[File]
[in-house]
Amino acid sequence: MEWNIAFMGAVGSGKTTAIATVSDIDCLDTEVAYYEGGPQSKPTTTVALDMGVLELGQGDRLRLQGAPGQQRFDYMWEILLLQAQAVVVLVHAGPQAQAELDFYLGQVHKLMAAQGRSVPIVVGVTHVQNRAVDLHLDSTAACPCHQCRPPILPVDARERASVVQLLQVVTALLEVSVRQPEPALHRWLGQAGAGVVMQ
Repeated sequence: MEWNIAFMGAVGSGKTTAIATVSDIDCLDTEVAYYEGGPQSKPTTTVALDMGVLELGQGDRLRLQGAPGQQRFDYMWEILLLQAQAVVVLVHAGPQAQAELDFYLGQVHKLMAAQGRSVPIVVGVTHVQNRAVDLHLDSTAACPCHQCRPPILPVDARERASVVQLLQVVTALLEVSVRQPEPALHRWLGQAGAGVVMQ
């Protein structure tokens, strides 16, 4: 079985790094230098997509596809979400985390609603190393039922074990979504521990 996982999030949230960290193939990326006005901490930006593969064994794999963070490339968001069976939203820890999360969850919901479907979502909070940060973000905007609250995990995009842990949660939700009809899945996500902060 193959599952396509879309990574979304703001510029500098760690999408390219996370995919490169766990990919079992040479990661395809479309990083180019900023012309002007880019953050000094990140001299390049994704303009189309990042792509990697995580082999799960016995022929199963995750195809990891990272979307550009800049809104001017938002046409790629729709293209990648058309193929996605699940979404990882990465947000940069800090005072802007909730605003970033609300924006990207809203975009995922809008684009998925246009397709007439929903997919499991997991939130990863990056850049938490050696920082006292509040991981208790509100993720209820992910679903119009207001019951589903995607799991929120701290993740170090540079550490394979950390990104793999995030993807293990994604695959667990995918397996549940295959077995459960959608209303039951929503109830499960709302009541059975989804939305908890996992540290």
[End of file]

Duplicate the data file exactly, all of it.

[in-house]
Amino acid sequence: MEWNIAFMGAVGSGKTTAIATVSDIDCLDTEVAYYEGGPQSKPTTTVALDMGVLELGQGDRLRLQGAPGQQRFDYMWEILLLQAQAVVVLVHAGPQAQAELDFYLGQVHKLMAAQGRSVPIVVGVTHVQNRAVDLHLDSTAACPCHQCRPPILPVDARERASVVQLLQVVTALLEVSVRQPEPALHRWLGQAGAGVVMQ
Repeated sequence: MEWNIAFMGAVGSGKTTAIATVSDIDCLDTEVAYYEGGPQSKPTTTVALDMGVLELGQGDRLRLQGAPGQQRFDYMWEILLLQAQAVVVLVHAGPQAQAELDFYLGQVHKLMAAQGRSVPIVVGVTHVQNRAVDLHLDSTAACPCHQCRPPILPVDARERASVVQLLQVVTALLEVSVRQPEPALHRWLGQAGAGVVMQ
């Protein structure tokens, strides 16, 4: 079985790094230098997509596809979400985390609603190393039922074990979504521990 996982999030949230960290193939990326006005901490930006593969064994794999963070490339968001069976939203820890999360969850919901479907979502909070940060973000905007609250995990995009842990949660939700009809899945996500902060 193959599952396509879309990574979304703001510029500098760690999408390219996370995919490169766990990919079992040479990661395809479309990083180019900023012309002007880019953050000094990140001299390049994704303009189309990042792509990697995580082999799960016995022929199963995750195809990891990272979307550009800049809104001017938002046409790629729709293209990648058309193929996605699940979404990882990465947000940069800090005072802007909730605003970033609300924006990207809203975009995922809008684009998925246009397709007439929903997919499991997991939130990863990056850049938490050696920082006292509040991981208790509100993720209820992910679903119009207001019951589903995607799991929120701290993740170090540079550490394979950390990104793999995030993807293990994604695959667990995918397996549940295959077995459960959608209303039951929503109830499960709302009541059975989804939305908890996992540290």